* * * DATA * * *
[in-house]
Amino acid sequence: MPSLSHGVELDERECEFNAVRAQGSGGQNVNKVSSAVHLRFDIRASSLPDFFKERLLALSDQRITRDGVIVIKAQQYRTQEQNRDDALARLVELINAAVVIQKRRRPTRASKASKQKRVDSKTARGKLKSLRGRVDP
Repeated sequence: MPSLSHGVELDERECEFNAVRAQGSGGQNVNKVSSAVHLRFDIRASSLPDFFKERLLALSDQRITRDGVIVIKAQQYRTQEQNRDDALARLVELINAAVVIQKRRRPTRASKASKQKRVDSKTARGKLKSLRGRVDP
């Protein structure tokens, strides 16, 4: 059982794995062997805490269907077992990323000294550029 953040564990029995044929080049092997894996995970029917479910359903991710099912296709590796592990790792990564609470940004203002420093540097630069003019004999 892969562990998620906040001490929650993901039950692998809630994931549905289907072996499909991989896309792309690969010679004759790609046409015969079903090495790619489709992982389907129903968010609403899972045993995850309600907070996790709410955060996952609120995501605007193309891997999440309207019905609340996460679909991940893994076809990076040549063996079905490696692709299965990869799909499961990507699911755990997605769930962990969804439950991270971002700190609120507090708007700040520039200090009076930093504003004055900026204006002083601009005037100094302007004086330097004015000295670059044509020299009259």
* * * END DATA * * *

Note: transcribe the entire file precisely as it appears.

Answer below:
[in-house]
Amino acid sequence: MPSLSHGVELDERECEFNAVRAQGSGGQNVNKVSSAVHLRFDIRASSLPDFFKERLLALSDQRITRDGVIVIKAQQYRTQEQNRDDALARLVELINAAVVIQKRRRPTRASKASKQKRVDSKTARGKLKSLRGRVDP
Repeated sequence: MPSLSHGVELDERECEFNAVRAQGSGGQNVNKVSSAVHLRFDIRASSLPDFFKERLLALSDQRITRDGVIVIKAQQYRTQEQNRDDALARLVELINAAVVIQKRRRPTRASKASKQKRVDSKTARGKLKSLRGRVDP
């Protein structure tokens, strides 16, 4: 059982794995062997805490269907077992990323000294550029 953040564990029995044929080049092997894996995970029917479910359903991710099912296709590796592990790792990564609470940004203002420093540097630069003019004999 892969562990998620906040001490929650993901039950692998809630994931549905289907072996499909991989896309792309690969010679004759790609046409015969079903090495790619489709992982389907129903968010609403899972045993995850309600907070996790709410955060996952609120995501605007193309891997999440309207019905609340996460679909991940893994076809990076040549063996079905490696692709299965990869799909499961990507699911755990997605769930962990969804439950991270971002700190609120507090708007700040520039200090009076930093504003004055900026204006002083601009005037100094302007004086330097004015000295670059044509020299009259």